Recent data on GDP and Purchasing Power published by the European statistical office Eurostat has found that the Prague region of the Czech Republic is among the most prosperous in the EU.
Eurostat’s regional data breaks down countries into smaller regions based on population to more easily compare different areas across the European Union.
Here are the top ten areas, according to Purchasing Power per capita, a statistic that compares local GDP with current market prices in that region.
Figures are represented as a percentage of the EU average (2013 numbers):
- Inner London, UK – 325%
- Luxembourg – 258%
- Brussels, Belgium – 207%
- Hamburg, Germany – 195%
- Gronigen, Netherlands – 187%
- Bratislava, Slovakia – 184%
- Stockholm, Sweden – 179%
- Île-de-France – 175%
- Prague, Czech Republic – 173%
- Oberbayern, Germany – 172%
While most areas have seen a small decrease in numbers, Prague has risen 2% since data was last published in 2011.
In their report, Eurostat makes one key remark: “The GDP output per person can be largely influenced by the number of commuters. Some regions are seeing a big influx of commuters that help the area to bring growth and prosperity to levels that could not be reached by the local population itself. The opposite can be seen in regions where many of these commuters live.”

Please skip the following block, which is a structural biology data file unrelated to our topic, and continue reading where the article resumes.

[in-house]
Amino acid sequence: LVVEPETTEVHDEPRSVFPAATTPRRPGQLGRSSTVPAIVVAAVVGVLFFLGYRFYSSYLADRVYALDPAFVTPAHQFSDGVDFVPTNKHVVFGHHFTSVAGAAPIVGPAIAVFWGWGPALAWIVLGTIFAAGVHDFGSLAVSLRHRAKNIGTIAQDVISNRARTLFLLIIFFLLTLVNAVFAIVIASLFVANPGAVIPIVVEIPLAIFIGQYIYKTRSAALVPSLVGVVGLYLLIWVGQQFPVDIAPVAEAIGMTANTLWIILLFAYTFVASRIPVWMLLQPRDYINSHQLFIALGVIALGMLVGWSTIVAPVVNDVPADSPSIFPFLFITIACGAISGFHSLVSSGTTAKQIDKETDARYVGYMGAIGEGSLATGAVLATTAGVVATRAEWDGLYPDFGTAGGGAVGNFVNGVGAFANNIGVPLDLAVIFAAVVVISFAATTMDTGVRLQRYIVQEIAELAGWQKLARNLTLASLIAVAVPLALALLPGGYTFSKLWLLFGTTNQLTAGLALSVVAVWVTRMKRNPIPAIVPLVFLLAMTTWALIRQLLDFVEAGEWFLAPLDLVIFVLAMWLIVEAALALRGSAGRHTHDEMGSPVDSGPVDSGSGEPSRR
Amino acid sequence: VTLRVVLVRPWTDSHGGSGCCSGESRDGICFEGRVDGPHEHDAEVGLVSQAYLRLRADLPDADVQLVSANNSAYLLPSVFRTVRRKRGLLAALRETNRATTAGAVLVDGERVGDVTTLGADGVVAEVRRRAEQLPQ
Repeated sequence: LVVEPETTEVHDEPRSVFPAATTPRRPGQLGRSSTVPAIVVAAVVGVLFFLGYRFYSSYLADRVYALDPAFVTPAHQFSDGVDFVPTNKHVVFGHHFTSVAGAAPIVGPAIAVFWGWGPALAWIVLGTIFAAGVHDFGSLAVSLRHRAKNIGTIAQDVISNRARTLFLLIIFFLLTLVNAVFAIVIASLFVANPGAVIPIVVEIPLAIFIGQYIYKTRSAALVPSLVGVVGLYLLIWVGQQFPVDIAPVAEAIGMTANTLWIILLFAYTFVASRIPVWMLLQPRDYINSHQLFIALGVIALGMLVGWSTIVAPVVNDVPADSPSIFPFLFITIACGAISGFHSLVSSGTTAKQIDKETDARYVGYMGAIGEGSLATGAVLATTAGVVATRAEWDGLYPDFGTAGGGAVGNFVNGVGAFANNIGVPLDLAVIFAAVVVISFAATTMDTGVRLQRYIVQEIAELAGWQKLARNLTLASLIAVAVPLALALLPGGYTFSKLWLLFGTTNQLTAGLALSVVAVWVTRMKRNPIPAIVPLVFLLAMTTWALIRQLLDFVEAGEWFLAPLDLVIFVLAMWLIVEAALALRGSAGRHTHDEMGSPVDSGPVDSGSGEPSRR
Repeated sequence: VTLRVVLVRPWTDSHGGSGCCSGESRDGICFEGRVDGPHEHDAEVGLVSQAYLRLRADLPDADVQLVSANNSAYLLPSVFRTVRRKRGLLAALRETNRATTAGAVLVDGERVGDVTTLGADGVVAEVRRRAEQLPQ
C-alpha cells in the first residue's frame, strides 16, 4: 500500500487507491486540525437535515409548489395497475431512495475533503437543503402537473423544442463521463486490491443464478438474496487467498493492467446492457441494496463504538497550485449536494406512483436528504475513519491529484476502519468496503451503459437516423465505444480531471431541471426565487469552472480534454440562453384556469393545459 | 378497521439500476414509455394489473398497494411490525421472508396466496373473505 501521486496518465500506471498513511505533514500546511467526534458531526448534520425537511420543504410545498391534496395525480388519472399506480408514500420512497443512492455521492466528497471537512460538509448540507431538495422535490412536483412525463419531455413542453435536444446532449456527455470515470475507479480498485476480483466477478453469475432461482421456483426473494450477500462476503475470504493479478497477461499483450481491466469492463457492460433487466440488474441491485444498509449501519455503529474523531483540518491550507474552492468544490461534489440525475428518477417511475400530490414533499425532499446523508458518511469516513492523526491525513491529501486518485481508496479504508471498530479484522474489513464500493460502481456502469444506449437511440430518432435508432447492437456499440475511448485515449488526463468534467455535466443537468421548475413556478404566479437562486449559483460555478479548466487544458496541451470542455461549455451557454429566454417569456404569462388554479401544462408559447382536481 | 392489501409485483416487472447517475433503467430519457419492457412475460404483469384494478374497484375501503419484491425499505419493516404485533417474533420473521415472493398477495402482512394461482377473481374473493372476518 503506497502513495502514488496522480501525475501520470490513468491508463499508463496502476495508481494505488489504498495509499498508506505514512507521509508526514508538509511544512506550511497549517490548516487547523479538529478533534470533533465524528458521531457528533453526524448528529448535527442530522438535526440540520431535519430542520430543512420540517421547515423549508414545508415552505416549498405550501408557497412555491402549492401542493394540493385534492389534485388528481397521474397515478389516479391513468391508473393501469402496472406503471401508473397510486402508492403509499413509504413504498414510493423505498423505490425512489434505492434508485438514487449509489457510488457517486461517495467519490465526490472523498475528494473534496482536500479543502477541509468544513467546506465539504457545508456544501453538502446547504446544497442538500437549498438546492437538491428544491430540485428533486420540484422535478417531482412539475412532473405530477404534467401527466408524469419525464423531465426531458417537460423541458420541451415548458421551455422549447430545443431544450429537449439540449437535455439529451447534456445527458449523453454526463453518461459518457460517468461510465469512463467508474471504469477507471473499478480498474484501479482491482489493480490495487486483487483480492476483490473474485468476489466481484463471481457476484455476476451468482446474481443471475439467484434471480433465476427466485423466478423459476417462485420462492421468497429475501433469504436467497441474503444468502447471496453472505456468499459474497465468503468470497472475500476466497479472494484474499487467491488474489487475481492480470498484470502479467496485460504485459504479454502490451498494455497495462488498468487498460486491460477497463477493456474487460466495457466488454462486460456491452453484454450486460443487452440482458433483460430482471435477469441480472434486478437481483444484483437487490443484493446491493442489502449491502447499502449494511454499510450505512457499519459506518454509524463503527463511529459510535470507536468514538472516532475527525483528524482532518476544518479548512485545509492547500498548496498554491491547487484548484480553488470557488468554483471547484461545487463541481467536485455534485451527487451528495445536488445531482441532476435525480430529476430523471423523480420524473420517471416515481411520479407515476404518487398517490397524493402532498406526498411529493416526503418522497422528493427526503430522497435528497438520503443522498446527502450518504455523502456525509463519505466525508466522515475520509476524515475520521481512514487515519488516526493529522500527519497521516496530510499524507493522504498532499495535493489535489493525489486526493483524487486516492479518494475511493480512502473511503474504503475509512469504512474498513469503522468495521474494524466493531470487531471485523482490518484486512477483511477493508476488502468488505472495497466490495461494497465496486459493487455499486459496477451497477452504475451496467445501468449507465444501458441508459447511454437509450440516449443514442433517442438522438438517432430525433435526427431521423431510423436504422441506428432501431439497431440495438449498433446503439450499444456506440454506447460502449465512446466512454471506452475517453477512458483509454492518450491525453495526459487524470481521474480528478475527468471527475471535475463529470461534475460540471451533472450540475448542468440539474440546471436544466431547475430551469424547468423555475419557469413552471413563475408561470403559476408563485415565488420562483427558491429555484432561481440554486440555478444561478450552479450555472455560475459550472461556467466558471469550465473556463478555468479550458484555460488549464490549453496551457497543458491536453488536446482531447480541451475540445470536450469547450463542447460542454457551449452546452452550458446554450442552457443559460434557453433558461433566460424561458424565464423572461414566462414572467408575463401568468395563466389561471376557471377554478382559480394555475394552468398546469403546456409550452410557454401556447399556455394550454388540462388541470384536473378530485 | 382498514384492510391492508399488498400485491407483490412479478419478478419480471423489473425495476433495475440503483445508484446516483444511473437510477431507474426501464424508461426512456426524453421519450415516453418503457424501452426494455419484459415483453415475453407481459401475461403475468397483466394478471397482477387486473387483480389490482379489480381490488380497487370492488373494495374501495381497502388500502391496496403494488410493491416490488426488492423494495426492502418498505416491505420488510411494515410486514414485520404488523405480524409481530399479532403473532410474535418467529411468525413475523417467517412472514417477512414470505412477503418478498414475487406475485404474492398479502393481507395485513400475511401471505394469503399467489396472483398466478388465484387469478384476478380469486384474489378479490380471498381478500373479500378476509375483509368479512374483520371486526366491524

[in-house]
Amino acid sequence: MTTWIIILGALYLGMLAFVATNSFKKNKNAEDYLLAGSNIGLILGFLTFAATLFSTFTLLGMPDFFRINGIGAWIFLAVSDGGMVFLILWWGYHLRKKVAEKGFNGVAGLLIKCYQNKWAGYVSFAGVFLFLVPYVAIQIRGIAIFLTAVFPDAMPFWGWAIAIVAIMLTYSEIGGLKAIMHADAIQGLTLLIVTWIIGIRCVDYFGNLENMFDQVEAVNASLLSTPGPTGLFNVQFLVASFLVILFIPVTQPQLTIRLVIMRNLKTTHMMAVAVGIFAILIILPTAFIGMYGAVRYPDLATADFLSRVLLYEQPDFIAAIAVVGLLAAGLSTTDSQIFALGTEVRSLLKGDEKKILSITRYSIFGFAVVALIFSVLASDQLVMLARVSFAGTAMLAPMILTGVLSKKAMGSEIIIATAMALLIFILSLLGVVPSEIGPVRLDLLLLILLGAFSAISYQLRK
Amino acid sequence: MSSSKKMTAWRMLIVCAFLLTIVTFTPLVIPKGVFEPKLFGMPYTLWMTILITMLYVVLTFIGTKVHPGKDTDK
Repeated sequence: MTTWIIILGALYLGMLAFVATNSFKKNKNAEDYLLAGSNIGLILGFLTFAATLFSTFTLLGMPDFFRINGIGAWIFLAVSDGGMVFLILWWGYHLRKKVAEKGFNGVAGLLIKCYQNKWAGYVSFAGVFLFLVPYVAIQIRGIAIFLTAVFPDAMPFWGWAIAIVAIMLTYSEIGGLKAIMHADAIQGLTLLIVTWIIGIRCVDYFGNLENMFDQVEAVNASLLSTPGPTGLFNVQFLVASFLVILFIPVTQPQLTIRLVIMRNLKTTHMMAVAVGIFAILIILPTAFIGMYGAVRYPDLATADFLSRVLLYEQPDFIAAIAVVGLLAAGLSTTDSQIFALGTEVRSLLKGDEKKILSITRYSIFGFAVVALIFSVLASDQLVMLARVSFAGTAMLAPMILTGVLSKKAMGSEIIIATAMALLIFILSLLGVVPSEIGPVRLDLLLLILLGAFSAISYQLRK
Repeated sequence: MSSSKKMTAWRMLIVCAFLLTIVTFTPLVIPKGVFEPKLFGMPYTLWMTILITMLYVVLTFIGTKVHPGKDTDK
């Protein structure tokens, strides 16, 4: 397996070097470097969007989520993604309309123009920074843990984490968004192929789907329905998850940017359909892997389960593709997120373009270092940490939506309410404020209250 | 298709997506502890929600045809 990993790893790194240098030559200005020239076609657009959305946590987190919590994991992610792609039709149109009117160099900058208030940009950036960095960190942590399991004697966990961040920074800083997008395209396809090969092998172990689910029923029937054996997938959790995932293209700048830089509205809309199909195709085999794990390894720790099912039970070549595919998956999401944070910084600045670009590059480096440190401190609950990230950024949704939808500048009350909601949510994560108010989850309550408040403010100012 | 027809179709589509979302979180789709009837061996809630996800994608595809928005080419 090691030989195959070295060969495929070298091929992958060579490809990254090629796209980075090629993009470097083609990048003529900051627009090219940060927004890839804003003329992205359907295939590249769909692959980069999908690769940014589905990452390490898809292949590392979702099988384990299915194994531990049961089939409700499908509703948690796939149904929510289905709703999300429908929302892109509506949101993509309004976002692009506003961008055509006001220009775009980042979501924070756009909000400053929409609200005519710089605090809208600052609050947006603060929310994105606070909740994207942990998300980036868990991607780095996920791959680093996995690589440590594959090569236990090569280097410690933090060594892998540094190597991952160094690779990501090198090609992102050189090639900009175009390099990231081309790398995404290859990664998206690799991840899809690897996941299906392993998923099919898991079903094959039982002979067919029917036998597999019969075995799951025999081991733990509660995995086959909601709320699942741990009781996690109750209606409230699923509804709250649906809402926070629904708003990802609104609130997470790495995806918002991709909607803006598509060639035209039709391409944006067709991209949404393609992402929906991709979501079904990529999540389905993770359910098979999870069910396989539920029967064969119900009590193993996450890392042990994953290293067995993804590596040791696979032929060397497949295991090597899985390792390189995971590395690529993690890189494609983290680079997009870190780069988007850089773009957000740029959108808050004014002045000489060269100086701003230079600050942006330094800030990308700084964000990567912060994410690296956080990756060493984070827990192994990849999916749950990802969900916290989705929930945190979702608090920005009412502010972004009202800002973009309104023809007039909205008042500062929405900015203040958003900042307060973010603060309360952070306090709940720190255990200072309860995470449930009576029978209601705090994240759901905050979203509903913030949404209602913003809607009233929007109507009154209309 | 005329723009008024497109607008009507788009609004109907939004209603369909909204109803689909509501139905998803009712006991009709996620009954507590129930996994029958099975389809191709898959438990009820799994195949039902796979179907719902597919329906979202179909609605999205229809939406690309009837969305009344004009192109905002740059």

Elsewhere in the Czech Republic, the story is much different, with average purchasing power roughly 100% less per inhabitant than it is in Prague.
- Central Bohemia – 73%
- Southeast – 73%
- Moravia-Silesia – 71%
- Southwest – 70%
- Northeast – 67%
- Central Moravia – 66%
- Northwest – 63%
The poorest regions in the EU according to the Eurostat data are mostly areas in Bulgaria, Romania, Hungary, and Poland.
You can view all data at the Eurostat website here (2011 figures).